In 1885 all the bells were rehung at a cost of £80, raised by subscription. The big bell was recast in 1840. It's date was probably 1638.

Here are some extracts from the churchwardens book:—At the vestry meeting holden on the 12th day of November, 1828, it was agreed that there shall be a stove erected in the parish church for the purpose of warming the church, likewise it is agreed that there shall be a wall built at the opening of the belfry. This was taken down when ringers loft gallery (erected about same time) was removed.

The colour wash was scraped from the walls inside the tower, and the little XIII century turret door was discovered. Remains of fire were found on the walls in the N.W. corner of tower. Old Thomas Gibson, 86 years, old told vicar he remembered as a boy that the ringers used to light a fire at Xmas. time in that corner of the tower to keep themselves warm. April, 1755: Memorandum that Henry Sherbrook, Esq., late of Arnold, left 20s. per annum for a sermon to be preached in this church upon the 5th of November, to the vicar of Oxton, and if the sermon was omitted two years, the executors of the said Henry Sherbrook are entirely relieved from the payment above mentioned.

Thomas Marshall, vicar of Oxton, Feb. 24th, 1804. Common furniture, a silver cup, large pewter flagon, and silver and pewter plate.—E. Rogerson, vicar.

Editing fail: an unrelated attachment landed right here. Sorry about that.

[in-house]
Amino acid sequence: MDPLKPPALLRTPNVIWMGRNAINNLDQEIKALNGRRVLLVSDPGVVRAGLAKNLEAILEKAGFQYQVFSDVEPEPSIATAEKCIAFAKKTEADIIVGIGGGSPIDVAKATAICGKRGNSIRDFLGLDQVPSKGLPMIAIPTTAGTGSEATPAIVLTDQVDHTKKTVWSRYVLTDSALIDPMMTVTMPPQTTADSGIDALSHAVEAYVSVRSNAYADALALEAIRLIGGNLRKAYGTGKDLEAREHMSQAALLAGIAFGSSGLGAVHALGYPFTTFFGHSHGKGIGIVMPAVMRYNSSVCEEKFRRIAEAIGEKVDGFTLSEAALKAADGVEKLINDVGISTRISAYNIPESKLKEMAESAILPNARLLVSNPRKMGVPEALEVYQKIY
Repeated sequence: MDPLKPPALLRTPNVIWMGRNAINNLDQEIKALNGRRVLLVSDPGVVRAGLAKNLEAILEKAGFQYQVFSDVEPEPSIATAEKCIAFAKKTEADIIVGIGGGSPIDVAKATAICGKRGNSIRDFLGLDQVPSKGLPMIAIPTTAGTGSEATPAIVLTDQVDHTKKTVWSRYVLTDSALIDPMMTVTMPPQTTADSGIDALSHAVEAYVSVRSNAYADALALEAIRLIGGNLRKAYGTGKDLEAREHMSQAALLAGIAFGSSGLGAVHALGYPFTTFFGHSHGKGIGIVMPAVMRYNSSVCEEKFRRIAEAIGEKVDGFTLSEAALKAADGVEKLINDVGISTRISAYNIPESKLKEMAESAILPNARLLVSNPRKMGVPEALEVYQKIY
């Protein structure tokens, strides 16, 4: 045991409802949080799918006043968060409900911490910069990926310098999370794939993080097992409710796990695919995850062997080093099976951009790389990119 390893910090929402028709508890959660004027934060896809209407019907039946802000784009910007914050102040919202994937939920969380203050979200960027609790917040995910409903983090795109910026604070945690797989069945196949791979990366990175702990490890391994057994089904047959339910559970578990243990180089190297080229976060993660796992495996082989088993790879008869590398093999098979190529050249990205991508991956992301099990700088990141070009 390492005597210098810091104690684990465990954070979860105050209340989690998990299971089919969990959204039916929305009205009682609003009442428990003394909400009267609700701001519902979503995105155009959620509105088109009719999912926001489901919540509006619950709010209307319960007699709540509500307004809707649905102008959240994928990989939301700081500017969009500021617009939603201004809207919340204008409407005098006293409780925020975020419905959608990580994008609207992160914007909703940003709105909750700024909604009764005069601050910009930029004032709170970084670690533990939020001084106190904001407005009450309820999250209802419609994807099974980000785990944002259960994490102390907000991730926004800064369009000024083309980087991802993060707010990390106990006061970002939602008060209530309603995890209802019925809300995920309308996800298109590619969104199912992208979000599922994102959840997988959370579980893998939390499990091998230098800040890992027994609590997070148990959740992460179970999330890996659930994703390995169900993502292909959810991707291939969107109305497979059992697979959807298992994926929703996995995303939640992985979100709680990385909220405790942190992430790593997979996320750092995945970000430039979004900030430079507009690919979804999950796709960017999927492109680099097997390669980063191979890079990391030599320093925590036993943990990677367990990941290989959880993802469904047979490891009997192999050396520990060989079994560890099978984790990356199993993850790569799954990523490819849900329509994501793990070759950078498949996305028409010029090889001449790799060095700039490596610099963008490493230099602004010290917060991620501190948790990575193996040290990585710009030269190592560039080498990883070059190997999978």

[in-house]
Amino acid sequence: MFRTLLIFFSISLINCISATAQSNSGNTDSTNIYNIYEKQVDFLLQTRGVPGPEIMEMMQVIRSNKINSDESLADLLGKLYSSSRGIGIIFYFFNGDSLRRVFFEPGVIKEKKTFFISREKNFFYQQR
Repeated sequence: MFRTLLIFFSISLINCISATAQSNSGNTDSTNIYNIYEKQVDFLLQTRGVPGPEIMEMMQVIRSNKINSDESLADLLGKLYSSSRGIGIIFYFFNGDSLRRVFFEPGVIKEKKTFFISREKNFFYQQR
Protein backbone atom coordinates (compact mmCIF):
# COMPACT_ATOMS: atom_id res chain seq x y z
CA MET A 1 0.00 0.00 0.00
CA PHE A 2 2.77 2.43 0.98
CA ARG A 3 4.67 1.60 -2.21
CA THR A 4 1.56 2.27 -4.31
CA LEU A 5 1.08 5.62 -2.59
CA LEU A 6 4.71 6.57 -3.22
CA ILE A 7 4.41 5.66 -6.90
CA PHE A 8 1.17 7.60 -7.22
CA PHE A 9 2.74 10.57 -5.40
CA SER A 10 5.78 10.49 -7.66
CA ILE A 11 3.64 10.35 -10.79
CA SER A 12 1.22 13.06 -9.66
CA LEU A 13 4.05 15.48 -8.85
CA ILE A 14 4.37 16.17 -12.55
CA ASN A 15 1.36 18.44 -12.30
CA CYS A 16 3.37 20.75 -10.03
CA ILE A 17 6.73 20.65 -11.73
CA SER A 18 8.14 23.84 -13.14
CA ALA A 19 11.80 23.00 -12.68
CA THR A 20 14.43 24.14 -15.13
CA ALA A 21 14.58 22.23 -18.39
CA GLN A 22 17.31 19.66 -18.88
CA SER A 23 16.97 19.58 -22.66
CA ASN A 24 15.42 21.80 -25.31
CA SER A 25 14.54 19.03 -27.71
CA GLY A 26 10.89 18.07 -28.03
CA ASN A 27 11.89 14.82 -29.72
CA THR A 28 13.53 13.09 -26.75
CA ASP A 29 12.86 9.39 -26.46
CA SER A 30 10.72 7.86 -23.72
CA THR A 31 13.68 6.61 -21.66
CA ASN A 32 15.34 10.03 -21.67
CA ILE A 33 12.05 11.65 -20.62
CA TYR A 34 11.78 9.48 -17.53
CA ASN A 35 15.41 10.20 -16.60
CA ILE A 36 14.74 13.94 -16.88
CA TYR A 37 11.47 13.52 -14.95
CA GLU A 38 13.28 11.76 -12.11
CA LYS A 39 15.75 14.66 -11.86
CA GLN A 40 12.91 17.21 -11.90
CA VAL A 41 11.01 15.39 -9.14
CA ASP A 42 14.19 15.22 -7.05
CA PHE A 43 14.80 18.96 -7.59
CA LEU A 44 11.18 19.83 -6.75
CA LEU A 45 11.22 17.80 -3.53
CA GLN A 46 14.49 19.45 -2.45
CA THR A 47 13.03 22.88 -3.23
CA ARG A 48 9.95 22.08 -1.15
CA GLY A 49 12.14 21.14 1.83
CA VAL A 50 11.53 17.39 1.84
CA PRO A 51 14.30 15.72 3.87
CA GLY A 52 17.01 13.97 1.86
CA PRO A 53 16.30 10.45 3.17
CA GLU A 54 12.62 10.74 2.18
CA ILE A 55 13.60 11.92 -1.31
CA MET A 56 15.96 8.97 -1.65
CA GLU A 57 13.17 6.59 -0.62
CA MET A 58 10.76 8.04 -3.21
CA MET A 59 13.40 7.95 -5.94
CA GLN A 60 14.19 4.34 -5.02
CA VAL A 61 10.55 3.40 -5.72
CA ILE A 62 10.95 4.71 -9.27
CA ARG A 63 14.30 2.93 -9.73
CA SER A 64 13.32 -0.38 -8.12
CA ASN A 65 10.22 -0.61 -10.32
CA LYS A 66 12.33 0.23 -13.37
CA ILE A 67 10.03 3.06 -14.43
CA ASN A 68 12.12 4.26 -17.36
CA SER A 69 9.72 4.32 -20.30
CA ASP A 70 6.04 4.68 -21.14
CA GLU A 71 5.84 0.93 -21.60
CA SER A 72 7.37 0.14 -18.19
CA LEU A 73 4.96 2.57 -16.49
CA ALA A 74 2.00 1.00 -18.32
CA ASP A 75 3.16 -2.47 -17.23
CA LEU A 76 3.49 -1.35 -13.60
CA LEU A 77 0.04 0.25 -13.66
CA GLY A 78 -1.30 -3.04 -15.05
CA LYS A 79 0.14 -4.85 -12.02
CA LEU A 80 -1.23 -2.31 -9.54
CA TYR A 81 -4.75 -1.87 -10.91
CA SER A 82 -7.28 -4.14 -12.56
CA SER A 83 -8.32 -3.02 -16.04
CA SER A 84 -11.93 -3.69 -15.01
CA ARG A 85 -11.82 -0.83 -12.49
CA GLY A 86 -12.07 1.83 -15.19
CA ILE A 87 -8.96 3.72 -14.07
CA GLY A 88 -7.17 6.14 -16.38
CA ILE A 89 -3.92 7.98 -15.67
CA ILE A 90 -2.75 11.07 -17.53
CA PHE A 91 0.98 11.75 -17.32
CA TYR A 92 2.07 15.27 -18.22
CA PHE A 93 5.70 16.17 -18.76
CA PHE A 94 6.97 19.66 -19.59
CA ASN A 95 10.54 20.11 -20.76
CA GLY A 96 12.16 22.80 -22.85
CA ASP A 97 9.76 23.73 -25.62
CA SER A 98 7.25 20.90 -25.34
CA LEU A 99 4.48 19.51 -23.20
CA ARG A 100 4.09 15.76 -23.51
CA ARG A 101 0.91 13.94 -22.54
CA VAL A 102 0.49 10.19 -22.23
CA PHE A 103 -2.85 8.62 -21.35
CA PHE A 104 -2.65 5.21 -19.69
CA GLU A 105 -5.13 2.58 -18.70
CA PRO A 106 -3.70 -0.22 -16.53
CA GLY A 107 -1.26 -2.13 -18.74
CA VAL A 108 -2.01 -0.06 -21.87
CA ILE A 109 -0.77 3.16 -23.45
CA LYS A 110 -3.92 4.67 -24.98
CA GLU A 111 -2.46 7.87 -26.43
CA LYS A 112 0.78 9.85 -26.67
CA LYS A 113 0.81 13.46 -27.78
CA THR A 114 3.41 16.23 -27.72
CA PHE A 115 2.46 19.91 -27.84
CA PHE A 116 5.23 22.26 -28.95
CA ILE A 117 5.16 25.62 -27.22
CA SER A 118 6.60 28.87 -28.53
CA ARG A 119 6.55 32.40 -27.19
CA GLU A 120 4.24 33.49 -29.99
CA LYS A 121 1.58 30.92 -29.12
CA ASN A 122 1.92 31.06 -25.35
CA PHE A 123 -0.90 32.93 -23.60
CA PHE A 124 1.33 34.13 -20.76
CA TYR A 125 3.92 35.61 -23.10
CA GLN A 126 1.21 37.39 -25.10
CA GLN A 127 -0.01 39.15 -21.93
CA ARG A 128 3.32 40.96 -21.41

In 1514, a parishioner of Oxton made a will strikingly significant of religious belief and practice of the times. The vicar, Richard Taylor, was witness to and probably made the will, which was that of Richard Cowper. The testator began by bequeathing his soul to God Almighty, and ordered his body to be buried in the Church of the Apostles Peter and Paul, at Oxton, and he also left one pound of wax to be burned around him on the day of his burial, and as a symbol of the eternal light and to the parish Church of Oxton he bequeathed vjs viijd, and to the vicar xiid. for forgotten tithes and unpaid church dues.

The Church plate includes a silver chalice, a good specimen of a Queen Elizabeth cup, date about 1572, and there are a flagon, chalice, two patens (Sheffield plate) presented by Mrs. Sherbrooke in 1836.

[Reprinted from the "Mansfield Reporter," August, 1912.]